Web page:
Learning Google Web Toolkit

Google Web Toolkit is an interesting project. It’s basically an AJAX toolkit but presents itself as a Java toolkit. The idea is that you still write Java code as you would with Java AWT, SWING, and the GWT converts it to JavaScript code for you.

But why don’t write JavaScript code directly? Well, you may know Java better than JavaScript. More importantly, Java is a typed language and easier to develop a large system than JavaScript.

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Using GWT for Java developers is mostlya piece of cake. You need to download and install JDK, GWT SDK, Eclipse, Google plug-in, and the recently Instantiation designer. The designer is from acquisition of Instantiation and really optional, but it’s a great tool that can make your life easier especially for prototyping. The nice thing about the designer is that the code generated is pretty human readable, thus easy to modify.

Of course, GWT code is different from a typical Java code. One noticeable difference is the GWT code has entry point instead of the main() in a typical Java application. You also need to know how to embed the Java code (to be compiled to JavaScript) into host HTML page and how to change component styles using CSS. The GWT also support XML based GUI development called UIBinder, similar to the XAML in WPF.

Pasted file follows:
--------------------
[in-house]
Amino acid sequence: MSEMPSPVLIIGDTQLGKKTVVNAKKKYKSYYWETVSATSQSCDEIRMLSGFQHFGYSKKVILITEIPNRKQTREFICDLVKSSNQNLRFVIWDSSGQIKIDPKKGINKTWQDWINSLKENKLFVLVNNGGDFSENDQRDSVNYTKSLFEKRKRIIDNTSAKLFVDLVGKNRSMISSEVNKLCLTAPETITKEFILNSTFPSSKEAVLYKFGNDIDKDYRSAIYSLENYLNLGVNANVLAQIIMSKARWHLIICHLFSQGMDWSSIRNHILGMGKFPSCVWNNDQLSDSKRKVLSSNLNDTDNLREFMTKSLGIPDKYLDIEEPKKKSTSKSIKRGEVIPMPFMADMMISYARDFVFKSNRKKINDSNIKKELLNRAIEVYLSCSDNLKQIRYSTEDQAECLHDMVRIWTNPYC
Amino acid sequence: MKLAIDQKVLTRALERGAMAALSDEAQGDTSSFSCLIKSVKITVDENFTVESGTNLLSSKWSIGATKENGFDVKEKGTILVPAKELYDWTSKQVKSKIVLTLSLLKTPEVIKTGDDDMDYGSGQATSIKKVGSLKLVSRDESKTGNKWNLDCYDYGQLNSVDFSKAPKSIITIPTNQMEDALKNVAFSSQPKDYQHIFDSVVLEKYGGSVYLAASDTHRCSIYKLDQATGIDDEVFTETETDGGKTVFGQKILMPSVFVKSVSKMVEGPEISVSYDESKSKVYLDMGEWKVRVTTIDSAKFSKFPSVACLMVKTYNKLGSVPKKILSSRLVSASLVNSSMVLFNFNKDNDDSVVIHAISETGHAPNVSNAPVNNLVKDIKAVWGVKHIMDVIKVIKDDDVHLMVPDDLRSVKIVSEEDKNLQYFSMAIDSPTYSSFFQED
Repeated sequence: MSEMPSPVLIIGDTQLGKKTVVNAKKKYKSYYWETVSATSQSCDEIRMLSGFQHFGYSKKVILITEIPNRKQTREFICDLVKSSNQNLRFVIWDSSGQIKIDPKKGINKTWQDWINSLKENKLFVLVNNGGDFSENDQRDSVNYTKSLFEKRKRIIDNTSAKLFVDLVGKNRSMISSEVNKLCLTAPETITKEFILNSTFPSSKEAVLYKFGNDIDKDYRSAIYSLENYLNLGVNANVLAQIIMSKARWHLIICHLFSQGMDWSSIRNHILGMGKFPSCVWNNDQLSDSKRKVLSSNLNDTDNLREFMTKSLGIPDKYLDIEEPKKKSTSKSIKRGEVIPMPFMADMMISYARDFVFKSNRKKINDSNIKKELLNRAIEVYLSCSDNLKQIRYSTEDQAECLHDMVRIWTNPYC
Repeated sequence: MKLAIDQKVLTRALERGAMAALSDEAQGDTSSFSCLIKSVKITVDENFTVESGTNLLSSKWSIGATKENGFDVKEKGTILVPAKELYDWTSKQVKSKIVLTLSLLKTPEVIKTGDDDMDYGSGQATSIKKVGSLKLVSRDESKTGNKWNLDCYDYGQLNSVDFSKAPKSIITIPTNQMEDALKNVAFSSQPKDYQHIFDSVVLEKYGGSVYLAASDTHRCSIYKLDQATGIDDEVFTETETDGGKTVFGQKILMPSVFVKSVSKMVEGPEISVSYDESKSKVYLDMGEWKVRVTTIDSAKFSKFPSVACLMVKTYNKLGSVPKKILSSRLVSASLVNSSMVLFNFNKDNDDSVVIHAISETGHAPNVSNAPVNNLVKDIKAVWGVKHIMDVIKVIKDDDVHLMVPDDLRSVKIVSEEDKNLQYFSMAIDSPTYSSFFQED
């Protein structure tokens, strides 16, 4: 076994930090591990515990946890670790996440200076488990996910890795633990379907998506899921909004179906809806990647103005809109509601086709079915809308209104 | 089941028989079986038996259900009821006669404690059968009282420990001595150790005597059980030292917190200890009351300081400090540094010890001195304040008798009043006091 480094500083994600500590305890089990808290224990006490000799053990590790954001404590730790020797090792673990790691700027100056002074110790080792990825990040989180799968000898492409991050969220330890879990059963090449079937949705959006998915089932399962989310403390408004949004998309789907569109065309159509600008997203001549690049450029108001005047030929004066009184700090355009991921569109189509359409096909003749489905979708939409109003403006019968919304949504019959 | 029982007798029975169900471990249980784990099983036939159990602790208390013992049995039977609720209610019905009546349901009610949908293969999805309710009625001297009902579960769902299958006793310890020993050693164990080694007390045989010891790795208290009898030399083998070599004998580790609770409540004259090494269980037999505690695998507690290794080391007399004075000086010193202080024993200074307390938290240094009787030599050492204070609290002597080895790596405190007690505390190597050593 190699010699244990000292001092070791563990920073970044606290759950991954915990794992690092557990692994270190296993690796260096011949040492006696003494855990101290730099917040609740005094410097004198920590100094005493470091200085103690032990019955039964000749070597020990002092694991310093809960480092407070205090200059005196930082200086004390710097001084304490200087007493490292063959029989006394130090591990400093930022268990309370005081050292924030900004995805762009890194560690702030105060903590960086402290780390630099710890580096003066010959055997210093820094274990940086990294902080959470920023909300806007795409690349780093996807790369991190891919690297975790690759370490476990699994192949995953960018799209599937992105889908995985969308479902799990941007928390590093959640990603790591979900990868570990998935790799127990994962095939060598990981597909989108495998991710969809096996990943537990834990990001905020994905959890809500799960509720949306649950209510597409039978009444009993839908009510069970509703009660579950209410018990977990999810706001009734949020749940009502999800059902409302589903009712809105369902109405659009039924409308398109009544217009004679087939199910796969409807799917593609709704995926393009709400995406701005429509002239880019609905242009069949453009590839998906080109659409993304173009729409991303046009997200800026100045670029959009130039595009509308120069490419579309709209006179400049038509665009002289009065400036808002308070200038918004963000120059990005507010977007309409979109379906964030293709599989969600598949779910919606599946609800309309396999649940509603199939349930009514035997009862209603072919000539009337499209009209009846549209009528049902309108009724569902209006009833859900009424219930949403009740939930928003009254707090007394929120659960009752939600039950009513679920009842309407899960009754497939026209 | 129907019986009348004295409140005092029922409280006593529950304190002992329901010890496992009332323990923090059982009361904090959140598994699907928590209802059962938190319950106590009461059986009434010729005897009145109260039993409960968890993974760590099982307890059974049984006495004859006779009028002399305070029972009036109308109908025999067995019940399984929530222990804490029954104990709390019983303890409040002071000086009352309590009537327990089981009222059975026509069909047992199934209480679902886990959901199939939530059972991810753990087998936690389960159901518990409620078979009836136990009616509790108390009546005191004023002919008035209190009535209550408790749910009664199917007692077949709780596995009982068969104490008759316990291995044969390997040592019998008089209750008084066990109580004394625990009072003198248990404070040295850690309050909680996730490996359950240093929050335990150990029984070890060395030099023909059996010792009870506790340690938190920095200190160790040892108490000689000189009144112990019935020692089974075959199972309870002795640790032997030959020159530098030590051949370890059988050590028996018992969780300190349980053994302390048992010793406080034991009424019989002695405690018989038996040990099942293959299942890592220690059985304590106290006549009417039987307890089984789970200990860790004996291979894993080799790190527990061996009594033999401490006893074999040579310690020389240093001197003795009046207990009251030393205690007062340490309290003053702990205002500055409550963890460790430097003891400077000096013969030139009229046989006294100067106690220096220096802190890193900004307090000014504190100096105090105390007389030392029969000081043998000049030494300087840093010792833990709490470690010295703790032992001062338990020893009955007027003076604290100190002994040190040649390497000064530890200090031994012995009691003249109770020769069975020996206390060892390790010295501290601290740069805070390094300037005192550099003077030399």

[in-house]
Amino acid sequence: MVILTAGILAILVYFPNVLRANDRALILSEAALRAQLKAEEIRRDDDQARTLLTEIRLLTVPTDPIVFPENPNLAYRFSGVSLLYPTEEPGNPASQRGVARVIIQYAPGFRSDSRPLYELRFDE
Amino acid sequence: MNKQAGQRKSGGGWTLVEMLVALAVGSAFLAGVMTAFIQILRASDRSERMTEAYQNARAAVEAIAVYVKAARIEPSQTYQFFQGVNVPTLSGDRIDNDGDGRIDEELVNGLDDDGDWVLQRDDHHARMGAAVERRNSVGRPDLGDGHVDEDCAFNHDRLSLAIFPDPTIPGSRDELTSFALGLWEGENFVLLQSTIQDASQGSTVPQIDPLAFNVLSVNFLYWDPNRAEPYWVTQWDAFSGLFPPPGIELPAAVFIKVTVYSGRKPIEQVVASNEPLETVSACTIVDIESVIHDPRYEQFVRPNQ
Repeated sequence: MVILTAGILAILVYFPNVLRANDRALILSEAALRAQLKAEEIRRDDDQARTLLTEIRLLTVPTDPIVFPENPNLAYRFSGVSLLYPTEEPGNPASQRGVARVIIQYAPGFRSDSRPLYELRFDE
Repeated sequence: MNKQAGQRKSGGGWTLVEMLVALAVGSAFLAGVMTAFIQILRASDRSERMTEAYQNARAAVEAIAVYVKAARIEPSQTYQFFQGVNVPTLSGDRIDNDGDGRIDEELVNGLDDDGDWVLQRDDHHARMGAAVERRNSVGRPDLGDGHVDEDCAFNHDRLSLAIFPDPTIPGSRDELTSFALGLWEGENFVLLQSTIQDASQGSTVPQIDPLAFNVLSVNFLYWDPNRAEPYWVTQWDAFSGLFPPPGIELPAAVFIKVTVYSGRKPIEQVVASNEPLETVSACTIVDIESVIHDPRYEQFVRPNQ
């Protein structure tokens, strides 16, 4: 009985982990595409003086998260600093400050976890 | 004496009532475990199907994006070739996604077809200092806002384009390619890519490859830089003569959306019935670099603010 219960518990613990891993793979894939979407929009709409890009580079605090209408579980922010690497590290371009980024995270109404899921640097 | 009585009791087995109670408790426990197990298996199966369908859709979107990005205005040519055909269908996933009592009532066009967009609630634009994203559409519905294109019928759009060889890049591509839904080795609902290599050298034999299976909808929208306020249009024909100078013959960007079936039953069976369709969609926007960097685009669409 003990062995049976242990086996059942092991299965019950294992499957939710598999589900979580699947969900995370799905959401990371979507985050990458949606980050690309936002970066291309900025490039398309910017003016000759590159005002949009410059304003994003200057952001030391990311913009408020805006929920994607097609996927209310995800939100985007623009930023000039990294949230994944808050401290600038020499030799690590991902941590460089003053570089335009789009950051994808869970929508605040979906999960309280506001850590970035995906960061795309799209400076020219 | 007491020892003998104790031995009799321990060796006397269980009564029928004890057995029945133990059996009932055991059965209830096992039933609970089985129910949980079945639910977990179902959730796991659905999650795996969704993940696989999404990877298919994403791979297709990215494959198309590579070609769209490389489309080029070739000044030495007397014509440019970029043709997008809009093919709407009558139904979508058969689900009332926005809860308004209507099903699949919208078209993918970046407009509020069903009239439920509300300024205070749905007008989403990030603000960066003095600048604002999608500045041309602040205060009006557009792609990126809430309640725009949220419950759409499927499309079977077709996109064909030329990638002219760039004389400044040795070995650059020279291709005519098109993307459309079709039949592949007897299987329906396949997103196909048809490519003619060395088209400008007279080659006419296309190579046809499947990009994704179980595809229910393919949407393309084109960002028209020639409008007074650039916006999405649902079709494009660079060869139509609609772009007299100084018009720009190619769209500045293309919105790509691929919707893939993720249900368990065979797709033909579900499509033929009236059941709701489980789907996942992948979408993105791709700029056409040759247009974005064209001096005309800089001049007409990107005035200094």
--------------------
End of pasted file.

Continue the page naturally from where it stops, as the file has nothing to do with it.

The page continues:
If you are using Eclipse with Google plugin, debugging GWT web application is very similar to other applications.

An advanced feature in GWT is the RPC (Remote Procedure Call) that facilitates the client (JavaScript) and Server (Servlet) communication. You don’t need to worry about the details like serialization and de-serialization, but to define an interface X that extends the “com.google.gwt.user.client.rpc.RemoteService”.

On the server side, you write implementation class Y that implements X and extends from “com.google.gwt.user.server.rpc.RemoteServiceServlet”. It’s pretty straight-forward.

On the client side, it’s a bit different. You need to create a corresponding asynchronous communication interface AsyncX with a bit of twisting on the interface. If you have a method as: (from Lars’ tutorial, the same for the next)

List<MyUser> getUserList();

The asynchronous version looks like:

void getUserList(AsyncCallback<List<MyUser>> callback);

Then you implement the AsyncCallback<List<MyUser>> interface in a class and register it with service so that the callback can be invoked when response comes back. It is not that straight forward. You’d better off to run through a sample for a better sense how it works.

While learning the GWT, I found the tutorial by Lars Vogel very helpful. It walks you through a right sized sample step-by-step within 2 hours. You can find many different tutorials from his web site. I highly recommend Lars’ tutorials.

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